Another remarkable aspect of the in-joke was that Shreddies didn’t underestimate the consumer’s capacity to realise that (spoiler alert) the original and Diamond Shreddies were the exact same product, as well as their ability decipher the campaign as a joke mocking industry conventions and a parody of the Shreddie’s brand. Consumers know that when they are being advertised to, and this made the audience feel intelligent, boosting their self-esteem. According to Katz(1960), the attitudes we adopt can have functions like ego defence (protecting one's self-esteem) and value expressiveness (allowing people to display those values that uniquely identify and define them). By adopting positive attitudes toward the Shreddies brand, consumers engage a self-concept that they are funny and intelligent consumers that Shreddies make them out to be. According to the theory of reasoned action (Ajzen & Fishbein, 1980), positive attitudes and beliefs toward Shreddies increase the likelihood of buying Shreddies products.
The Diamond Shreddies team went all out with a huge marketing rebranding campaign of billboards, TV ads, printed media, a website diamondshreddies.com with an online video and finally new box packaging consisting of the Diamond Shreddies logo - all in signature shade of cheerful yellow. Notably, the quirky nature of the campaign rapidly gained popularity on multiple social media platforms online, generating discussion in blogs and internet forums. In particular, a video depicting consumer focus groups sampling the ordinary and diamond shreddies went viral on YouTube. In other words, Diamond Shreddies was everywhere, in all its ridiculousness.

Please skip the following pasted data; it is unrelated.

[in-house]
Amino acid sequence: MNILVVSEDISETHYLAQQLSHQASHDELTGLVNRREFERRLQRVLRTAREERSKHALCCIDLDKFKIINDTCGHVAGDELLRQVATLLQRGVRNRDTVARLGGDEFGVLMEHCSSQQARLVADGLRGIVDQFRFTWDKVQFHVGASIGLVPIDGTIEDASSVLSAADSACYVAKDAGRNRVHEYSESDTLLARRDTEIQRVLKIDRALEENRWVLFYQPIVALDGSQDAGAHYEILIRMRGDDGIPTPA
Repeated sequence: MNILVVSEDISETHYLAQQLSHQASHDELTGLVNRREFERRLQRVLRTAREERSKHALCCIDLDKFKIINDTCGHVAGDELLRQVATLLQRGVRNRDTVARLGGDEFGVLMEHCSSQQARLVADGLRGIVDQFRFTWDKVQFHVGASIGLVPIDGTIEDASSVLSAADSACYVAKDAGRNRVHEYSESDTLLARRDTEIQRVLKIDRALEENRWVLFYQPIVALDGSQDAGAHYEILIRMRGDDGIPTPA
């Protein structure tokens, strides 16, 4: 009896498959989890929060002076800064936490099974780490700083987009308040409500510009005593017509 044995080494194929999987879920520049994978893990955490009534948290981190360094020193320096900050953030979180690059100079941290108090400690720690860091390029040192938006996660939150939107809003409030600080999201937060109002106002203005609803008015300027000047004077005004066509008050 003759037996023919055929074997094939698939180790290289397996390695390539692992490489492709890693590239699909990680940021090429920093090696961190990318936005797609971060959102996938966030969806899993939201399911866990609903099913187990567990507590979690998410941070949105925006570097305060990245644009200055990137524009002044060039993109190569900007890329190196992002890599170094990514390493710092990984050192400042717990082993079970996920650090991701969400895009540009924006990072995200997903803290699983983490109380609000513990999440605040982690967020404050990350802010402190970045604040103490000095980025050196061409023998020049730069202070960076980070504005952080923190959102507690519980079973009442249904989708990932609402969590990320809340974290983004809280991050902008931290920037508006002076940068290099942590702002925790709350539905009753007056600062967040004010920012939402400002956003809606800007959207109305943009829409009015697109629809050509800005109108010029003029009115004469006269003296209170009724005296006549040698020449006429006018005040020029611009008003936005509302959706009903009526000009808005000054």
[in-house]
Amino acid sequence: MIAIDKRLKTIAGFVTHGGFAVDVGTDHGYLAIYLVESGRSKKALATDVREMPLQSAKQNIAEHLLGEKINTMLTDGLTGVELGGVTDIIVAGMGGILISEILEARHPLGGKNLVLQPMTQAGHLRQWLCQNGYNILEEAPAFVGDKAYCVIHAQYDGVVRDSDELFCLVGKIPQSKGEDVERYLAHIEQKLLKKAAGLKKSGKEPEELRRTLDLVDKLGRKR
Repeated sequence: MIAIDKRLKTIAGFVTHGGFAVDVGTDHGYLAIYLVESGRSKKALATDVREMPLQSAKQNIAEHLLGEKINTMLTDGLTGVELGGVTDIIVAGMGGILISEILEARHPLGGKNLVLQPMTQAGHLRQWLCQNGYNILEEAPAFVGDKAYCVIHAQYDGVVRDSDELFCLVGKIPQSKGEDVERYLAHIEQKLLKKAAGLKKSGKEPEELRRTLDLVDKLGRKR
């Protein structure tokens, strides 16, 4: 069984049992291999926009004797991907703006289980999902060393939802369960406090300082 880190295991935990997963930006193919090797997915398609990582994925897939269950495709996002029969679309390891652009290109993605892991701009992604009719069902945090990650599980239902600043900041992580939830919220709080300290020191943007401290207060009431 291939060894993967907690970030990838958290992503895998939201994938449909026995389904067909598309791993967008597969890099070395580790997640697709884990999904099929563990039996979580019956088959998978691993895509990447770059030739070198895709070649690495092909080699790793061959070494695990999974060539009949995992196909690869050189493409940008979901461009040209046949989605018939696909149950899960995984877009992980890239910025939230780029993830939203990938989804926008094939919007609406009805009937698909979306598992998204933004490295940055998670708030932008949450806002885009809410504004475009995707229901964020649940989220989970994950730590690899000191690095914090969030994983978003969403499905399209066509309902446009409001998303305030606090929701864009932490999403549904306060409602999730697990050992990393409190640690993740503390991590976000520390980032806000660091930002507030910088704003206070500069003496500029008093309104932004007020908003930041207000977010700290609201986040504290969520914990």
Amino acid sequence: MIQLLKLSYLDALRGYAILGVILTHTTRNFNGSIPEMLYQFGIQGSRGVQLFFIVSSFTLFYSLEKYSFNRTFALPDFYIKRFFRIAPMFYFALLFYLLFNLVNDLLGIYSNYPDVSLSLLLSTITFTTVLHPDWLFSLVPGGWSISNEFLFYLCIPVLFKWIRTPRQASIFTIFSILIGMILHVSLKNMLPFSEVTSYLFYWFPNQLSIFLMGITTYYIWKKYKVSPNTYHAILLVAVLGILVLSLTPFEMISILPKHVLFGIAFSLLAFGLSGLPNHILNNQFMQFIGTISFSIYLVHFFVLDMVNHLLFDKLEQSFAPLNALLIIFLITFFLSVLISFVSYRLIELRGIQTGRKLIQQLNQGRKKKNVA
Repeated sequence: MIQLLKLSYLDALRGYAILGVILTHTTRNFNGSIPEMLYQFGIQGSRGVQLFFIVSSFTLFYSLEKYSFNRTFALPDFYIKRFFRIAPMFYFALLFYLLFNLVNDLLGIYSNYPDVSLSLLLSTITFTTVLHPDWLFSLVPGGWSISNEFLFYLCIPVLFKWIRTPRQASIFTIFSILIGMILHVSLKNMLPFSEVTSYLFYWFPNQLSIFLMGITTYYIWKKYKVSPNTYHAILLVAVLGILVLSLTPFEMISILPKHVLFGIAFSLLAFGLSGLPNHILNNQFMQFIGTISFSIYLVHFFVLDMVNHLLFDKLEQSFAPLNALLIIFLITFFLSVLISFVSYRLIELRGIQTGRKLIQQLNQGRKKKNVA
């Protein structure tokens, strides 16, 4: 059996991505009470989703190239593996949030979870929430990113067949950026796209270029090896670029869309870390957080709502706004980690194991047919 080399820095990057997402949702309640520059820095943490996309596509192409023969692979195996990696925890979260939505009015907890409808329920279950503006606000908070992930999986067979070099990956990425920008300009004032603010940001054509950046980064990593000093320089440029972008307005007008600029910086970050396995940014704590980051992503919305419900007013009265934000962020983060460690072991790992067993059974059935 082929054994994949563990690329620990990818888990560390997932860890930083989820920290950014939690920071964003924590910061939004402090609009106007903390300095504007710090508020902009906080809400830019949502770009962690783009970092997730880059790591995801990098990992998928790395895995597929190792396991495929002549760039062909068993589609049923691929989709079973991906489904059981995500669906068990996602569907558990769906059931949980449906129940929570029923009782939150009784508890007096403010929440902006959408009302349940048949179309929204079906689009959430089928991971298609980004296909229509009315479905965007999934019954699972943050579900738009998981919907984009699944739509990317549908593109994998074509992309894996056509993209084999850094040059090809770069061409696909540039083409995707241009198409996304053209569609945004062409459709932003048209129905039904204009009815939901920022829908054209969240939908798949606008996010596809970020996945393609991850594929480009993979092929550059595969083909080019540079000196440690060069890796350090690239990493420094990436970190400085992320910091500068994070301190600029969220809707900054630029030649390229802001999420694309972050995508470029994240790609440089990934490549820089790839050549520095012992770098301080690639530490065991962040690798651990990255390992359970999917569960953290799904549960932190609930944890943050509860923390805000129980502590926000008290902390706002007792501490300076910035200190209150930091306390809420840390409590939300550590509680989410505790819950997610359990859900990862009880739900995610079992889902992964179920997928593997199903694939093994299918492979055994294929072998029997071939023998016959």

This illustrates the effect of mere exposure (Zajonc, 1968), where repeated exposure to a stimulus on several occasions is likely to increase our familiarity and hence liking for it. The effect has been applied to consumer products where attractiveness increased with exposure frequency (Herkert et. al,2013). In another example,Fazio (1990) demonstrated that mere repeated exposure to a product name on a radio message is effective in increasing liking for the product name and thus cause listeners to select it for purchase without much consideration.
In my opinion, the campaign was successful largely due to the level of engagement and respect it showed its customers to make them "wake up to shreddies" again, in stark contrast to some of the ads today which simply bombard us with attractive models or shocking images to get our attention.
Ajzen, I., & Fishbein, M. (1980). Understanding attitudes and predicting social behaviour.
De Houwer, J., Thomas, S., & Baeyens, F. (2001). Association learning of likes and dislikes: A review of 25 years of research on human evaluative conditioning. Psychological bulletin, 127(6), 853.
Fazio, R. H. (1990). Multiple processes by which attitudes guide behavior: The MODE model as an integrative framework. Advances in experimental social psychology, 23, 75-109.
Hekkert, P., Thurgood, C., & Whitfield, T. A. (2013). The mere exposure effect for consumer products as a consequence of existing familiarity and controlled exposure. Acta psychologica, 144(2), 411-417.
Katz, D. (1960). The functional approach to the study of attitudes. Public opinion quarterly, 24(2), 163-204.
Kahneman, D., & Tversky, A. (1974). Judgment under uncertainty: Heuristics and biases. Science, 185, 1124-1131.
Schwarz, N., Bless, H., Strack, F., Klumpp, G., Rittenauer-Schatka, H., & Simmons, A. (1991). Ease of retrieval as information: Another look at the availability heuristic. Journal of Personality and Social Psychology, 61, 195-202.